Lowcountry reacts to Zimmerman verdict - WCBD-TV: News, Weather, and Sports for Charleston, SC

Lowcountry reacts to Zimmerman verdict

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CHARLESTON, SC -

A day after the not guilty verdict in the George Zimmerman trial, many people around the nation took to the streets to have their voices and opinions heard.

Many around the Charleston spoke out Sunday about the trial.

"I've seen a lot of people react as if this was a very racist decision," Robert Herron said. "That Americans are just showing how much they hate African Americans, and I think that is a very unjust thing to say."

However, for a community that is just decades removed from countless years of segregation and what some would call second class treatment, the reaction was focused on family.

"If you have children at your home and in your family, hold them a little bit longer," Reverend William Swinton said during his sermon Sunday. "Kiss them, a little bit longer. Love them a little bit longer."

Even James Island native turned Atlanta Falcons star Roddy White joined the conversation saying on his Twitter, "All them jurors should go home and kill themselves for letting a grown man get away with killing a kid."

White later apologized for the tweet calling it, "extreme," and said he was shocked and saddened by the verdict.

Others around the Lowcountry focused not on the black and white races in the case, but the black and white facts.

"I don't know what people expected with the justice system," Daniel Drylie said. "It's not about what happened or what you intuitively think happened. It's what you can definitively prove, and there was such a lack of evidence either way in this case."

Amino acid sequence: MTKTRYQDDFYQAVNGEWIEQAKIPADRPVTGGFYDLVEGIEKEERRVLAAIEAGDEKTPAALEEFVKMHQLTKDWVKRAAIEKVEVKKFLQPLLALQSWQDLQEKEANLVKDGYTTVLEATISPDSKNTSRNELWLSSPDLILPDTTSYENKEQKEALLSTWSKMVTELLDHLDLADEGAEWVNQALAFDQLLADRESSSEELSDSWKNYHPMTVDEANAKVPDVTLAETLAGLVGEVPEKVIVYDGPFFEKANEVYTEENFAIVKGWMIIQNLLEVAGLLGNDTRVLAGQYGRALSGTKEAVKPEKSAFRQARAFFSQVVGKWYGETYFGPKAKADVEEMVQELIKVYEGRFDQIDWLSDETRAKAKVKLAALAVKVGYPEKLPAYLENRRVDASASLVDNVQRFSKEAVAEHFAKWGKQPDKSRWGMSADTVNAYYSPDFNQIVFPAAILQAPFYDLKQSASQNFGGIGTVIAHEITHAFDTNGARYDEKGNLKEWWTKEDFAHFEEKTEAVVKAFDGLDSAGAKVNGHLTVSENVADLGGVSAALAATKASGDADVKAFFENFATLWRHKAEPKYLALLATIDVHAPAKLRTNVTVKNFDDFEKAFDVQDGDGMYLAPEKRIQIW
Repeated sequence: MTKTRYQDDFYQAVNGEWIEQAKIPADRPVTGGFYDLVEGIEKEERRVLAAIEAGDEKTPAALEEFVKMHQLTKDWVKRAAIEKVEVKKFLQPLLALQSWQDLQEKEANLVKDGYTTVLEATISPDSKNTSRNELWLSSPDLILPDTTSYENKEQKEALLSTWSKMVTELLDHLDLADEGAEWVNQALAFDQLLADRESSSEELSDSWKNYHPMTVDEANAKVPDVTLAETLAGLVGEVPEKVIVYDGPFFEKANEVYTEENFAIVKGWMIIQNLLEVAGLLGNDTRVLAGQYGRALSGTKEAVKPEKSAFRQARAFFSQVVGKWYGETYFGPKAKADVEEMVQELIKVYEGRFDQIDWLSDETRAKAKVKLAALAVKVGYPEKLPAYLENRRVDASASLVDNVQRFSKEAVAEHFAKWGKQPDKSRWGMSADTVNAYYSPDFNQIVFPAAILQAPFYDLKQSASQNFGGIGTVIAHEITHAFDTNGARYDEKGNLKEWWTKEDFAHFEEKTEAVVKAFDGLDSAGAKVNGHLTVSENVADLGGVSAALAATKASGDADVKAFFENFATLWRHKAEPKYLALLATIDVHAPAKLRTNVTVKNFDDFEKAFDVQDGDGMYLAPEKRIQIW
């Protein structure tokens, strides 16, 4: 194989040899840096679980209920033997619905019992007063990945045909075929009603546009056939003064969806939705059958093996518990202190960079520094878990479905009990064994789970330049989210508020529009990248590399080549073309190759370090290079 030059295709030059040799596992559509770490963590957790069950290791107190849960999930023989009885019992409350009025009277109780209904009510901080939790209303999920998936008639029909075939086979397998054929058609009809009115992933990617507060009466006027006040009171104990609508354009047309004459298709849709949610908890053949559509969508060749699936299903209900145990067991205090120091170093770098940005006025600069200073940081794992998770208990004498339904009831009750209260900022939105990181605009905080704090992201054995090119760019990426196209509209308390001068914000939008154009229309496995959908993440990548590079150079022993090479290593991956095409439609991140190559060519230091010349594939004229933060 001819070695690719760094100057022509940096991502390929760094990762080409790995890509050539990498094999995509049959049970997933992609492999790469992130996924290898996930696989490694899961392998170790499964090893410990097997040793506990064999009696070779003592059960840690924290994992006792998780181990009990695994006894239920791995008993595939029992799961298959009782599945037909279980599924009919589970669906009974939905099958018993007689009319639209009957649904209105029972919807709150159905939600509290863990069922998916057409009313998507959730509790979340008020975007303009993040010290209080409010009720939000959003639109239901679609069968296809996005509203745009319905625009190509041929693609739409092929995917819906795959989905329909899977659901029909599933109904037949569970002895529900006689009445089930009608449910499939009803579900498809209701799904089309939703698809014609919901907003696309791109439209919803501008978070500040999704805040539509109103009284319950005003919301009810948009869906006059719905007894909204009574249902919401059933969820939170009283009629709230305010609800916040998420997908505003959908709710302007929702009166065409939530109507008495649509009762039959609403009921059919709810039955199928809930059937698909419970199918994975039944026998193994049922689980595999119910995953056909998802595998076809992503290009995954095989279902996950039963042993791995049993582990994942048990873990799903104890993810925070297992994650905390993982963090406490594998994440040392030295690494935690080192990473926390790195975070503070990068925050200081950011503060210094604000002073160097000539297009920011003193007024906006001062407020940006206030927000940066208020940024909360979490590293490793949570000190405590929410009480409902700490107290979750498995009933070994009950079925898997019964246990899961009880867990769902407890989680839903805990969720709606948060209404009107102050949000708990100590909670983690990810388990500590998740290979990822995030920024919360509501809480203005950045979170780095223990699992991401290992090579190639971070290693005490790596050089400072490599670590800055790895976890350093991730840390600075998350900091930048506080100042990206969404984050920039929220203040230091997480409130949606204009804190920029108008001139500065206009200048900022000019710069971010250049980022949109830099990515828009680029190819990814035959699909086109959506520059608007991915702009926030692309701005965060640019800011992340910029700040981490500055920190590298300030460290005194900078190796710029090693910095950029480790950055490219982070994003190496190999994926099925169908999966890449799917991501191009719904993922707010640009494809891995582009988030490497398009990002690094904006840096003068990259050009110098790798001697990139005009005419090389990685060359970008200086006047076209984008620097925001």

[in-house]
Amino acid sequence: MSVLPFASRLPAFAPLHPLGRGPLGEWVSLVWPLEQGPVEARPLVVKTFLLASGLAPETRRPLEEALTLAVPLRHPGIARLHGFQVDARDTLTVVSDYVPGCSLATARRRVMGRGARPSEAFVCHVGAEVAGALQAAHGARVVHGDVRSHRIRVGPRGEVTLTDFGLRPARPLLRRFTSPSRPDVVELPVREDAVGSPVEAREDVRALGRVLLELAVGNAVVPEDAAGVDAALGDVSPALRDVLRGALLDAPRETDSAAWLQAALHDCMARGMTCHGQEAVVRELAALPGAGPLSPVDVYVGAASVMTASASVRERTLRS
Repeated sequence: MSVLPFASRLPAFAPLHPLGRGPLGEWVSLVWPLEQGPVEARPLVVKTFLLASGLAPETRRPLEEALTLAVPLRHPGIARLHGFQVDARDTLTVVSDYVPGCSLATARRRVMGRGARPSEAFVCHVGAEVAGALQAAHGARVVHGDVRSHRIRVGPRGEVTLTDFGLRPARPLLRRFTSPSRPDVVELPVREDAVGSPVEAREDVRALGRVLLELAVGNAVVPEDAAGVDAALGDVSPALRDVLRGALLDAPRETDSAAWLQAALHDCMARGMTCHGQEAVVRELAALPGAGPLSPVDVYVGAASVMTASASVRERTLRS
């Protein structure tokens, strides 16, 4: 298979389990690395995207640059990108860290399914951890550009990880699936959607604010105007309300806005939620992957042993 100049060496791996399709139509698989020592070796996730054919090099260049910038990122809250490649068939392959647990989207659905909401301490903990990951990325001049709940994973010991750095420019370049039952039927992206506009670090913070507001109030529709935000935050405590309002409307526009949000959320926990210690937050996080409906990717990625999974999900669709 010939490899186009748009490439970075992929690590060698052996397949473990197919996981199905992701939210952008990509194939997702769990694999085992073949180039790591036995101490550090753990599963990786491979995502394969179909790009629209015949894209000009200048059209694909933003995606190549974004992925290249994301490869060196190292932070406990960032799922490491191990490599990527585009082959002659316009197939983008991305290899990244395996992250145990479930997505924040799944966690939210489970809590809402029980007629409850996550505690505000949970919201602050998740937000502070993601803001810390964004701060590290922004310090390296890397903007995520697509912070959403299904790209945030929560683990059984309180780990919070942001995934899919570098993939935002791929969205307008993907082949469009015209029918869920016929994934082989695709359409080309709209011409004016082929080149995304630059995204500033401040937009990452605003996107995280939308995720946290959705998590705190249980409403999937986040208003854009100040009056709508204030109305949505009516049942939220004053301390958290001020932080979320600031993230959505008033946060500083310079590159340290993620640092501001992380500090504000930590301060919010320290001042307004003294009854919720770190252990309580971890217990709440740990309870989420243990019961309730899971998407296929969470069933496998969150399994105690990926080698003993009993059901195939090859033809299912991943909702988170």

Some hope this case will open the door to a national dialogue on race relations.

"I think this is a good area for discussion," Drylie said. "It's an opportunity to improve things."

That sentiment was echoed by President Barack Obama who released a statement Sunday night which said in part:

I now ask every American to respect the call for calm reflection from two parents who lost their young son. And as we do, we should ask ourselves if we're doing all we can to widen the circle of compassion and understanding in our own communities.

As the national debate continues over the role race should play in this case, the African American community in Charleston seems to be wrapping themselves around in prayer.

"If we live in a world where children can go to the store to buy Skittles and be approached and ultimately murdered, we need to pray," Rev. Swinton said.

The national chapter of the NAACP said they have reached out to the U.S. Attorney General about pressing federal charges against Zimmerman. Neither the Martins nor George Zimmerman himself have made any public comments since the verdict was given.

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